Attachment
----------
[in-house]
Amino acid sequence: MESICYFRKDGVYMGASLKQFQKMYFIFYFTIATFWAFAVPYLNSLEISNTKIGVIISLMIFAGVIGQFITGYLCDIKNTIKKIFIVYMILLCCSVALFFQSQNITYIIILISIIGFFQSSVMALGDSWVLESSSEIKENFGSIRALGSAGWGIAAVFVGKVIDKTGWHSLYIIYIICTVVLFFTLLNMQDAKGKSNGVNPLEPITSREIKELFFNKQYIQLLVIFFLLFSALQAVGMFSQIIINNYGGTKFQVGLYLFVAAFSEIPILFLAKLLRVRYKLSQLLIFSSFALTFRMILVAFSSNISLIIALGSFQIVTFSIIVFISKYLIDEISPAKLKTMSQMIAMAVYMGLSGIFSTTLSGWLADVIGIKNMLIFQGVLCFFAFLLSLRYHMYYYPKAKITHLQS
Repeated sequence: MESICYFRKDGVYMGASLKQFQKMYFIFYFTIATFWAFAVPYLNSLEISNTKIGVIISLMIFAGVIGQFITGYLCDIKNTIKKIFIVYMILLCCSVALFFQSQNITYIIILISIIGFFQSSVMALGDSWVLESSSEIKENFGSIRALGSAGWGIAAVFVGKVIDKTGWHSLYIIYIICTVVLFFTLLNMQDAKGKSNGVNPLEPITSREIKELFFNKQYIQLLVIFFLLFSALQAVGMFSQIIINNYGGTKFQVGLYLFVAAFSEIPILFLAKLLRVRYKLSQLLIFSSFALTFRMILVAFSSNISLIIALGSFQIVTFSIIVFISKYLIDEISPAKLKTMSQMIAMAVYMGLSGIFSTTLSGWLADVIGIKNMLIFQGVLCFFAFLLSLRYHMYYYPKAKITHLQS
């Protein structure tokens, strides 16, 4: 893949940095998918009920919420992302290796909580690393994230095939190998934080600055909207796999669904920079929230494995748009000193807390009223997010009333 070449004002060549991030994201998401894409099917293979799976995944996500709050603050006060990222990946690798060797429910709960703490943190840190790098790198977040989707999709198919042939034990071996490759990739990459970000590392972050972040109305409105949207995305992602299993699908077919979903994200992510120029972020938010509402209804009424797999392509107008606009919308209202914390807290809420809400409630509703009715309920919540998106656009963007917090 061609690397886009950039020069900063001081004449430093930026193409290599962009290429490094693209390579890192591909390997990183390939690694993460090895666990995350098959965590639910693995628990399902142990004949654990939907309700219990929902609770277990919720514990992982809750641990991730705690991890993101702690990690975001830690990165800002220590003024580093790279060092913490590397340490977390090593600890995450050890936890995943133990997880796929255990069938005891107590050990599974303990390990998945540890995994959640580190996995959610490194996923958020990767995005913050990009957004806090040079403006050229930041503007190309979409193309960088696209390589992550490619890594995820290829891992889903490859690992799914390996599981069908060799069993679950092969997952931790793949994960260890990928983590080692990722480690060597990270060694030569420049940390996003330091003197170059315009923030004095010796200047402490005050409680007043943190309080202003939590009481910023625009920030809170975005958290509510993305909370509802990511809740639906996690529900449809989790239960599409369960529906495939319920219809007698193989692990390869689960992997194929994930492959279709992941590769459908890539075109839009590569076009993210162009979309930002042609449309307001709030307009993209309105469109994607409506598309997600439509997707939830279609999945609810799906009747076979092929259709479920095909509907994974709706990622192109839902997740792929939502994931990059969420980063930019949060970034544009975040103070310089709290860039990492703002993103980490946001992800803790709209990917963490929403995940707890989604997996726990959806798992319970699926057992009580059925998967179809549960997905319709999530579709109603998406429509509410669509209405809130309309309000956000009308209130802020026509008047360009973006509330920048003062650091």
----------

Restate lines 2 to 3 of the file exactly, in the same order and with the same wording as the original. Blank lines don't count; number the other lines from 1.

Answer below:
Amino acid sequence: MESICYFRKDGVYMGASLKQFQKMYFIFYFTIATFWAFAVPYLNSLEISNTKIGVIISLMIFAGVIGQFITGYLCDIKNTIKKIFIVYMILLCCSVALFFQSQNITYIIILISIIGFFQSSVMALGDSWVLESSSEIKENFGSIRALGSAGWGIAAVFVGKVIDKTGWHSLYIIYIICTVVLFFTLLNMQDAKGKSNGVNPLEPITSREIKELFFNKQYIQLLVIFFLLFSALQAVGMFSQIIINNYGGTKFQVGLYLFVAAFSEIPILFLAKLLRVRYKLSQLLIFSSFALTFRMILVAFSSNISLIIALGSFQIVTFSIIVFISKYLIDEISPAKLKTMSQMIAMAVYMGLSGIFSTTLSGWLADVIGIKNMLIFQGVLCFFAFLLSLRYHMYYYPKAKITHLQS
Repeated sequence: MESICYFRKDGVYMGASLKQFQKMYFIFYFTIATFWAFAVPYLNSLEISNTKIGVIISLMIFAGVIGQFITGYLCDIKNTIKKIFIVYMILLCCSVALFFQSQNITYIIILISIIGFFQSSVMALGDSWVLESSSEIKENFGSIRALGSAGWGIAAVFVGKVIDKTGWHSLYIIYIICTVVLFFTLLNMQDAKGKSNGVNPLEPITSREIKELFFNKQYIQLLVIFFLLFSALQAVGMFSQIIINNYGGTKFQVGLYLFVAAFSEIPILFLAKLLRVRYKLSQLLIFSSFALTFRMILVAFSSNISLIIALGSFQIVTFSIIVFISKYLIDEISPAKLKTMSQMIAMAVYMGLSGIFSTTLSGWLADVIGIKNMLIFQGVLCFFAFLLSLRYHMYYYPKAKITHLQS